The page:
Κυριακή, 3 Ιουνίου 2018

The impact of spasticity on diaphragm contraction: Electrophysiological assessment

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Publication date: August 2018
Source:Clinical Neurophysiology, Volume 129, Issue 8
Author(s): Bruno Miranda, Susana Pinto, Mamede de Carvalho
ObjectiveWe aimed to evaluate diaphragm spasticity by measuring diaphragm compound muscle action potentials (CMAPs) to phrenic nerve stimulation at end-expiration (exp) and at full-inspiration (insp) in amyotrophic lateral sclerosis (ALS), primary lateral sclerosis (PLS) and aged-matched controls. We also compared diaphragmatic responses of ALS patients with and without spasticity.MethodsDiaphragm CMAPs were recorded from 111 ALS patients, 15 PLS patients and 36 controls. Percentage of change (%insp-exp) was calculated for each neurophysiological measure. Clinical evaluation included: functional ALS scale, spasticity and forced vital capacity.ResultsDiaphragmatic exp and insp CMAPs in ALS patients had longer latency, lower peak-to-peak amplitude and smaller negative-peak area (all p < 0.05). ANCOVA analysis for %insp-exp differences across groups, taking into account end-expiration values, revealed a group effect for peak-to-peak amplitude (all p < 0.001) and negative-peak area (all p < 0.01). For both measures, the change in ALS and PLS patients was smaller than controls (all p < 0.05). Among ALS patients, those without spasticity (74%) had longer latency, lower peak-to-peak amplitude and smaller negative-peak area (all p < 0.05).ConclusionsUpper motor neuron involvement changes physiological variability of diaphragmatic CMAPs, likely due to decreased muscle shortening and mobility.SignificanceSpasticity impacts on diaphragm electrophysiology, with potential implications in respiratory function.



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High voltage 14 Hz hippocampal discharges on stereotactic EEG underlying 14&6 Hz positive bursts on scalp EEG

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Publication date: Available online 2 June 2018
Source:Clinical Neurophysiology
Author(s): Puneet Jain, Shatha Shafi, Ayako Ochi, Elizabeth Donner, Rohit Sharma, George Ibrahim, James Drake, Hiroshi Otsubo




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Effect of a distal weight-bearing implant on visual analog scale scores in 23 transfemoral amputees

The objective of this interrupted time series clinical trial was to evaluate the effect of a distal weight-bearing implant on well-being in patients with transfemoral amputations using the visual analog scale (VAS). A total of 29 patients from five hospitals with previous transfemoral amputations were surgically implanted with an osseoanchored implant with a distal spacer that allows a direct load on the residuum over the distal surface of the socket. Patients were followed for a 14-month period and assessed presurgically and postsurgically using the VAS. The Wilcoxon test was used to evaluate the differences between variables. VAS mean scores improved significantly after intervention. Significant and clinically meaningful improvements in the VAS score suggest overall improvement in well-being for patients after receiving a distal weight-bearing implant. Correspondence to María Morales-Suarez-Varela, MD, PhD, Unit of Public Health and Environmental Care, Department of Preventive Medicine, University of Valencia, Avda. Vicente Andrés Estellés s/n, 46100 Burjasot, Valencia, Spain Tel: +34 963 544 951; fax: +34 963 544 954; e-mail: maria.m.morales@uv.es Received November 13, 2017 Accepted April 22, 2018 Copyright © 2018 Wolters Kluwer Health, Inc. All rights reserved.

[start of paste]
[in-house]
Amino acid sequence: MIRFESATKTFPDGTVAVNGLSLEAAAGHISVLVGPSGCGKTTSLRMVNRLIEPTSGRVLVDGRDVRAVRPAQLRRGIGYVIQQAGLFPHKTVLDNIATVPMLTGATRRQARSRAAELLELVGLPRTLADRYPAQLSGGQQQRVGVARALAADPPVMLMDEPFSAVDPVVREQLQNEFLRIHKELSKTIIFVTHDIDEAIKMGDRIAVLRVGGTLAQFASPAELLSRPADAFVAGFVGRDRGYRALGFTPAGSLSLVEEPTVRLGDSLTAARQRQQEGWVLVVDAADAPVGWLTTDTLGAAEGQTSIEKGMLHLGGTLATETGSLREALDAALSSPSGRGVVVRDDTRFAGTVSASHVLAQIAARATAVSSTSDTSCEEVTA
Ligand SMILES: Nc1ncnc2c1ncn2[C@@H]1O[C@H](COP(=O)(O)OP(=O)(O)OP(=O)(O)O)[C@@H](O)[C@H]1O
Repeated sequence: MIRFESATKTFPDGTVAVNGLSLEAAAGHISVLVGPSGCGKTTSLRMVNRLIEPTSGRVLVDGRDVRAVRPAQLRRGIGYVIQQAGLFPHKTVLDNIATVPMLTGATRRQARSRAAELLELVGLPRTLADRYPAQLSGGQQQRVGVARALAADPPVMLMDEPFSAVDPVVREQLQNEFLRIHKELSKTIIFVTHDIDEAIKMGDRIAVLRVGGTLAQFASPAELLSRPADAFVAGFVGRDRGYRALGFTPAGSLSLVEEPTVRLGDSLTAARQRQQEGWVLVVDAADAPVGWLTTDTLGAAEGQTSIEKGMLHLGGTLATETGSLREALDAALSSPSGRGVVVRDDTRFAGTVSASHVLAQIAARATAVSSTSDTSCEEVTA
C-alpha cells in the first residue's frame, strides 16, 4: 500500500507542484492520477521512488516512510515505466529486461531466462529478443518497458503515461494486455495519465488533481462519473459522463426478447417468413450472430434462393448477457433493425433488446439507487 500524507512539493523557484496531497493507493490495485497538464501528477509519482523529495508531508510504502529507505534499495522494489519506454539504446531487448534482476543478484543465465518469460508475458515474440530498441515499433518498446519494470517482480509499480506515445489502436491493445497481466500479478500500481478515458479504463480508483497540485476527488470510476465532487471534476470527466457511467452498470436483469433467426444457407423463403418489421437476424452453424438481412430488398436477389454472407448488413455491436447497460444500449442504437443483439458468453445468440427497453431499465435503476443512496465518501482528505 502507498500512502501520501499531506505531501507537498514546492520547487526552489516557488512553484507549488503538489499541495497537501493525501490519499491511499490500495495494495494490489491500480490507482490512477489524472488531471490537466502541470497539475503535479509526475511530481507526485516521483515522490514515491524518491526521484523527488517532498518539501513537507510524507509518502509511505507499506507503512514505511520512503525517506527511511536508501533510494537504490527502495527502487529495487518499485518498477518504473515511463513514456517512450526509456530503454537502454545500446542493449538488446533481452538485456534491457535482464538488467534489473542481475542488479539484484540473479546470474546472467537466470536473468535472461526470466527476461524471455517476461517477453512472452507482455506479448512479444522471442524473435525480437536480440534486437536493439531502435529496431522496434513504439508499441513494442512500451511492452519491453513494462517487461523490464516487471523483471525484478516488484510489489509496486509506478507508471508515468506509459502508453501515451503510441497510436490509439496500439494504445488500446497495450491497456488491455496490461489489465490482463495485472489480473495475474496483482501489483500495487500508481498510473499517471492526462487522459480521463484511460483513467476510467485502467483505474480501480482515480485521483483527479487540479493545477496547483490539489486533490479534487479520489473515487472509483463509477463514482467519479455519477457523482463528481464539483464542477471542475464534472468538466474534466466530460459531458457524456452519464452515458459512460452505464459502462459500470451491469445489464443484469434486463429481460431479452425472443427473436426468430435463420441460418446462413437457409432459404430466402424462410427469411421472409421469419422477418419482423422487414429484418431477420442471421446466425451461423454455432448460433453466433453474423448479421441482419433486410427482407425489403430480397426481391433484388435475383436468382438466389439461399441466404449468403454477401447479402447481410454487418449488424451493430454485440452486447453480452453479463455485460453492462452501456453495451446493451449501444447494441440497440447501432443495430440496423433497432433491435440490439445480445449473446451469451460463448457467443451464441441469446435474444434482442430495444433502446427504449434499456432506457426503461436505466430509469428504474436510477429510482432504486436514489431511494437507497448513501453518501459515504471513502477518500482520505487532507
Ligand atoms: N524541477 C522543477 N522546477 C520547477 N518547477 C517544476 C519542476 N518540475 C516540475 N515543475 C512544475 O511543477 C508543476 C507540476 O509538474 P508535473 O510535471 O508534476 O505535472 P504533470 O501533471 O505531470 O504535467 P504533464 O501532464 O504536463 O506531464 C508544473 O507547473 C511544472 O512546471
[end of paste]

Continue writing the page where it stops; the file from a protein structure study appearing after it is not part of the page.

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Complexity, Variation, and the Ever-moving Cheese

No abstract available

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The absence of the pCO2 effect on dissolved 134Cs uptake in select marine organisms

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Publication date: December 2018
Source:Journal of Environmental Radioactivity, Volume 192
Author(s): Thomas Lacoue-Labarthe, François Oberhänsli, Jean-Louis Teyssié, Marc Metian
Ocean acidification have been shown to not affect the capacity of bivalves to bioaccumulation 134Cs in their tissue; but as this was studied on only one species to date. There is therefore a need to verify if this holds true for other bivalve species or other marine invertebrates. The present short communication confirms that in the scallop Mimachlamys varia and the prawn Penaeus japonicus, two species that supposedly have a record to preferentially concentrates this radionuclide, that bioconcentration of 134Cs was shown not to be influenced by a decreasing pH (and thereby increasing seawater pCO2). Although the dissolved 134Cs was taken up in a similar manner under different pH values (8.1, 7.8, and 7.5) in both species, being described by a saturation state equilibrium model, the species displayed different bioconcentration capacities of 134Cs: CFss in the prawns was approximately 10-fold higher than in scallops. Such results suggest that the Cs bioconcentration capacity are mainly dependent of the taxa and that uptake processes are independent the physiological ones involved in the biological responses of prawns and scallops to ocean acidification.



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